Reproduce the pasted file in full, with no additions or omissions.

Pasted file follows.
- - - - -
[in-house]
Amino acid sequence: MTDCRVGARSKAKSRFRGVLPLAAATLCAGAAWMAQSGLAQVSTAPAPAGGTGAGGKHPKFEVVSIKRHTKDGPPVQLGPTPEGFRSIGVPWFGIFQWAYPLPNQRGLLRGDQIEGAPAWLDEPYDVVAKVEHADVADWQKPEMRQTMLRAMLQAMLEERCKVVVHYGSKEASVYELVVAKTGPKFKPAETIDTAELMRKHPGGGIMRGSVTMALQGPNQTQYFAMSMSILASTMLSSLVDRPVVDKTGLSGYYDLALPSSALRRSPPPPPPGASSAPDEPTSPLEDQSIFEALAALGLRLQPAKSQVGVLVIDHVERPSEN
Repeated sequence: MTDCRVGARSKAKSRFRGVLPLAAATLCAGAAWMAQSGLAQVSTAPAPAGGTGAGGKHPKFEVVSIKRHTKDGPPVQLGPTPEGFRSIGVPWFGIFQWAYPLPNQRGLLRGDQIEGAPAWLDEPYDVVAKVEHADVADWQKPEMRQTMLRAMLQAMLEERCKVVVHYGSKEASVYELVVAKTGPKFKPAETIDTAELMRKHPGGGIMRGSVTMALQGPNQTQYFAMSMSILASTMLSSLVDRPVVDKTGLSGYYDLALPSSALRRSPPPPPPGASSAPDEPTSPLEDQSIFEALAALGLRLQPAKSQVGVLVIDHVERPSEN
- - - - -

[in-house]
Amino acid sequence: MTDCRVGARSKAKSRFRGVLPLAAATLCAGAAWMAQSGLAQVSTAPAPAGGTGAGGKHPKFEVVSIKRHTKDGPPVQLGPTPEGFRSIGVPWFGIFQWAYPLPNQRGLLRGDQIEGAPAWLDEPYDVVAKVEHADVADWQKPEMRQTMLRAMLQAMLEERCKVVVHYGSKEASVYELVVAKTGPKFKPAETIDTAELMRKHPGGGIMRGSVTMALQGPNQTQYFAMSMSILASTMLSSLVDRPVVDKTGLSGYYDLALPSSALRRSPPPPPPGASSAPDEPTSPLEDQSIFEALAALGLRLQPAKSQVGVLVIDHVERPSEN
Repeated sequence: MTDCRVGARSKAKSRFRGVLPLAAATLCAGAAWMAQSGLAQVSTAPAPAGGTGAGGKHPKFEVVSIKRHTKDGPPVQLGPTPEGFRSIGVPWFGIFQWAYPLPNQRGLLRGDQIEGAPAWLDEPYDVVAKVEHADVADWQKPEMRQTMLRAMLQAMLEERCKVVVHYGSKEASVYELVVAKTGPKFKPAETIDTAELMRKHPGGGIMRGSVTMALQGPNQTQYFAMSMSILASTMLSSLVDRPVVDKTGLSGYYDLALPSSALRRSPPPPPPGASSAPDEPTSPLEDQSIFEALAALGLRLQPAKSQVGVLVIDHVERPSEN